1. What will the text be about?
What the author does not like about SBT
2. What questions am I looking to answer?
I know working with SBT was difficult.
I am looking to answer WHY working with SBT was difficult
3. What do I know about the topic already?
- Working with SBT sucks.
- Error messages are cryptic
- Compilation is slow
4. Skim the text to get an idea for the structure of the text
- Unwanted Data Model
- Too many layers of interpretation
- Poor tooling
- Semantic Duplication
- Global, mutable Execution Model
- Global namespacing
- Lack of caching
- Single process/Classpath architecture
What's wrong with SBT?
What data model does SBT use?
What layers of interpretation exist in SBT?
Run Scala code to construct the Seq[Setting] that gets passed to each subproject
Interpret Seq[Setting] , with all the := and ++= operations, to create Task graph
Interpret Task Graph to actually do the work, scheduling the work in a topological order, and caching where necessary
Each layer is executed sequentially and there exists no overlap between the layers
Trying to trace through the Layer 1 Scala code that is constructing the Seq[Setting] for a subproject is difficult
Following the interpretation of Layer 2's settings to figure out what ends up being bound to each key to is difficult
Figuring how in Layer 3 SBT is going to execute the task you told it to execute, along with all its dependencies, is difficult
Other libraries do have two layers, but many times one of the layers is so thin that it is transparent to the user
What is semantic duplication?
- SBT's Layer 2 interpreter is basically a full-fledged programming language: it walks a sequence of instructions, manipulating, mutating and reassigning variables (the taskKey s and settingKey s). This results in several concepts in Layer 2 which look strikingly similar to concepts in Layer 1 (directly executing Scala code to construct the Seq[Setting] ):
- SBT's mySettingKey vs Scala's val myValue
- SBT's foo := bar assignment vs Scala's val foo = bar
- SBT's foo += 1 mutation vs Scala's var foo = ...; foo += 1
- SBT's scope-delegation (letting you fall back to broader scopes) vs Scala's lexical scope-delegation (which also lets you access values defined in broader scopes)
- Fundamentally, understanding the concepts of scoping, mutation, and overriding in any programming language is difficult. SBT's flavor of these concepts is similar enough to normal Scala to be just as difficult to pick up, but also different enough that you cannot leverage your existing Scala (or any other programming language) experience to help you. The fact that they are similar-but-different adds additional confusion when a programmer mistakes one for the other.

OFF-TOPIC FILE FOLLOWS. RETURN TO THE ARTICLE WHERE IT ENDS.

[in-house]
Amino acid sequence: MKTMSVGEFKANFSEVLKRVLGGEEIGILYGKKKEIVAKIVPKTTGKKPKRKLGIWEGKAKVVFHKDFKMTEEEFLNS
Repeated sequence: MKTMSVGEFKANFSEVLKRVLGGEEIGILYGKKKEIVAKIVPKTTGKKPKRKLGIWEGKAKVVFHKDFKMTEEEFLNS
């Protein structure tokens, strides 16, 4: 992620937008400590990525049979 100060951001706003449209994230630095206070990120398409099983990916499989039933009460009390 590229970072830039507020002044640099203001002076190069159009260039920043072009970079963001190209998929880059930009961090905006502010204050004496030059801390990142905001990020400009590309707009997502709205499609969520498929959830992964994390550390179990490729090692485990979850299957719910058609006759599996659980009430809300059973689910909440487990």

- Overall, the complexity of Layer 2's evaluation semantics and its not-quite-the-same similarity to normal Scala semantics adds a huge load to anyone trying to understand how SBT works.
What exactly is lacking in the tool support?
- Scala's debugging tools only allow you to debug layer 1 because it is plain Scala
- Once you are in Layer 2 (or Layer 3), you are no longer writing Scala code. All your Scala tooling no longer applies:
- Your Scala editors can't jump to where your Layer 2 settingKey or taskKey values were assigned,
- Your Scala debuggers can't step through the Seq[Setting] interpreter
- You can't put println s in between Setting s to see what a settingKey or taskKey is bound to at a particular point in the Layer 2 execution.
- Rather than writing Scala code to "do stuff", you end up programming a meta-interpreter running Scala along with two strange,
un-specced programming languages with no tool support, all just so you can zip your classfiles into a jar.
How does sbt handle namespacing?
- It doesn't
- Keys in the sbt are not namespaced into modules
- Programmers can prefix keys with subproject names like C programmers used to
- Layer 1 is immutable, but layer 2 is not
How does sbt handle caching?
- By default, nothing is cached
- It is left to library developers to determine what is cached and what is not
- Even makefiles have a concept of only recompiling what has changed and what modules depend on it
- Try using
bazel for this type of functionality
How does sbt handle classpaths?
- By default, all projects will be jammed into a single classpath
- This allows the sbt file to be type safe, but disallows versioning of modules
- type safety is not MORE important than the other features many package managers provide
How bad is it?
- This is more than a PR
- At least a succient analysis of the tool's flaws allow us to approach this problem thoughtfully
Generate a few questions that you'd ask someone else to gauge how well they comprehended this text